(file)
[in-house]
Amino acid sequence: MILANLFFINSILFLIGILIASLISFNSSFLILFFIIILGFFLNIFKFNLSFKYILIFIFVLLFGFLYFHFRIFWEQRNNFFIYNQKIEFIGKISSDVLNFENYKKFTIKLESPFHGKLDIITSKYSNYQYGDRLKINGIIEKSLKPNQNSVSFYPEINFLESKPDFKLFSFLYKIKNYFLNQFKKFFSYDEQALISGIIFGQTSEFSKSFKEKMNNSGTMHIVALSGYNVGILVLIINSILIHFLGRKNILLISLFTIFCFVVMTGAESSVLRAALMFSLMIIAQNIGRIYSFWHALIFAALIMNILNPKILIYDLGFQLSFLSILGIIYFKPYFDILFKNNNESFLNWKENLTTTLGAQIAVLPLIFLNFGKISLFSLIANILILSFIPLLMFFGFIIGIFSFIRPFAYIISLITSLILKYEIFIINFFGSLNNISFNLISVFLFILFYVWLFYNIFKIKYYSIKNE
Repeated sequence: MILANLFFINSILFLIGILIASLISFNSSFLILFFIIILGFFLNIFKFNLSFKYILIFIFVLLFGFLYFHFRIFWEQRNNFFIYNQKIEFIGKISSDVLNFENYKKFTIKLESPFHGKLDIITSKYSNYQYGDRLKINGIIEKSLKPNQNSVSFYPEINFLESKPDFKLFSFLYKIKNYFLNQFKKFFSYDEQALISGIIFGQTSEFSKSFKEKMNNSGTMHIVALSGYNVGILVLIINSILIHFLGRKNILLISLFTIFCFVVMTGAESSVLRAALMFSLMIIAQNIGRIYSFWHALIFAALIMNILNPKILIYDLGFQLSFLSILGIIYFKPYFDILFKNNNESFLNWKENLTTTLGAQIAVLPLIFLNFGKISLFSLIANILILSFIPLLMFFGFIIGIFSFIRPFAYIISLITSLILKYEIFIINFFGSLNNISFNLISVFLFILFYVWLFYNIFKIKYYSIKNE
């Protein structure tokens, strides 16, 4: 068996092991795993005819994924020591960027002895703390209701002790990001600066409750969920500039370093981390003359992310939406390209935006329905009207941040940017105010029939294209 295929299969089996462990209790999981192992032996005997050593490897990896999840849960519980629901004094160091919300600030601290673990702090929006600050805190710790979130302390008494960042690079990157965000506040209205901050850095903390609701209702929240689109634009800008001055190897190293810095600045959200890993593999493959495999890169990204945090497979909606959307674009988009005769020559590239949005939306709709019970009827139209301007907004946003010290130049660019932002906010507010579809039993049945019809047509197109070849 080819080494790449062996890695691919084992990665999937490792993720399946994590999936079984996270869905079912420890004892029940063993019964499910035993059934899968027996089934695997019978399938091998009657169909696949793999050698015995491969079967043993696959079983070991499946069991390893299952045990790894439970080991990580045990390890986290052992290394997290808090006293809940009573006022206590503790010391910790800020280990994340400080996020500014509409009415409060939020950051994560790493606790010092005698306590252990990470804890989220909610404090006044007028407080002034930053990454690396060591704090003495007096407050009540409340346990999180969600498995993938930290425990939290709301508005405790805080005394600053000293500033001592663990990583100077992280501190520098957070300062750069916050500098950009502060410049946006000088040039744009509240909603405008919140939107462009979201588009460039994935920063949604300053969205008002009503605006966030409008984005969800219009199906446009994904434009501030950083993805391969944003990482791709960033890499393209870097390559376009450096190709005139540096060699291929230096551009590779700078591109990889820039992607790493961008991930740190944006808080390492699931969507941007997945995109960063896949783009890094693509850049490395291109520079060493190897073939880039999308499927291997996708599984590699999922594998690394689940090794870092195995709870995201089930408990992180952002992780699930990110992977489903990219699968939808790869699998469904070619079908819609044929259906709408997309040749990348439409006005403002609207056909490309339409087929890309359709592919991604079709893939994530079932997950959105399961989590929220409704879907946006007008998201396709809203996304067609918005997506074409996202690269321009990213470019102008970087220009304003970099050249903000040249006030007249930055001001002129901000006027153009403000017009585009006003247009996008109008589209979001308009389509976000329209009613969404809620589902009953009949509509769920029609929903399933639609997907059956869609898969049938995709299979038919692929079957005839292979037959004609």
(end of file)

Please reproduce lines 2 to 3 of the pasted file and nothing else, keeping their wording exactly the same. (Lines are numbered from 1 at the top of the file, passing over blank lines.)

Amino acid sequence: MILANLFFINSILFLIGILIASLISFNSSFLILFFIIILGFFLNIFKFNLSFKYILIFIFVLLFGFLYFHFRIFWEQRNNFFIYNQKIEFIGKISSDVLNFENYKKFTIKLESPFHGKLDIITSKYSNYQYGDRLKINGIIEKSLKPNQNSVSFYPEINFLESKPDFKLFSFLYKIKNYFLNQFKKFFSYDEQALISGIIFGQTSEFSKSFKEKMNNSGTMHIVALSGYNVGILVLIINSILIHFLGRKNILLISLFTIFCFVVMTGAESSVLRAALMFSLMIIAQNIGRIYSFWHALIFAALIMNILNPKILIYDLGFQLSFLSILGIIYFKPYFDILFKNNNESFLNWKENLTTTLGAQIAVLPLIFLNFGKISLFSLIANILILSFIPLLMFFGFIIGIFSFIRPFAYIISLITSLILKYEIFIINFFGSLNNISFNLISVFLFILFYVWLFYNIFKIKYYSIKNE
Repeated sequence: MILANLFFINSILFLIGILIASLISFNSSFLILFFIIILGFFLNIFKFNLSFKYILIFIFVLLFGFLYFHFRIFWEQRNNFFIYNQKIEFIGKISSDVLNFENYKKFTIKLESPFHGKLDIITSKYSNYQYGDRLKINGIIEKSLKPNQNSVSFYPEINFLESKPDFKLFSFLYKIKNYFLNQFKKFFSYDEQALISGIIFGQTSEFSKSFKEKMNNSGTMHIVALSGYNVGILVLIINSILIHFLGRKNILLISLFTIFCFVVMTGAESSVLRAALMFSLMIIAQNIGRIYSFWHALIFAALIMNILNPKILIYDLGFQLSFLSILGIIYFKPYFDILFKNNNESFLNWKENLTTTLGAQIAVLPLIFLNFGKISLFSLIANILILSFIPLLMFFGFIIGIFSFIRPFAYIISLITSLILKYEIFIINFFGSLNNISFNLISVFLFILFYVWLFYNIFKIKYYSIKNE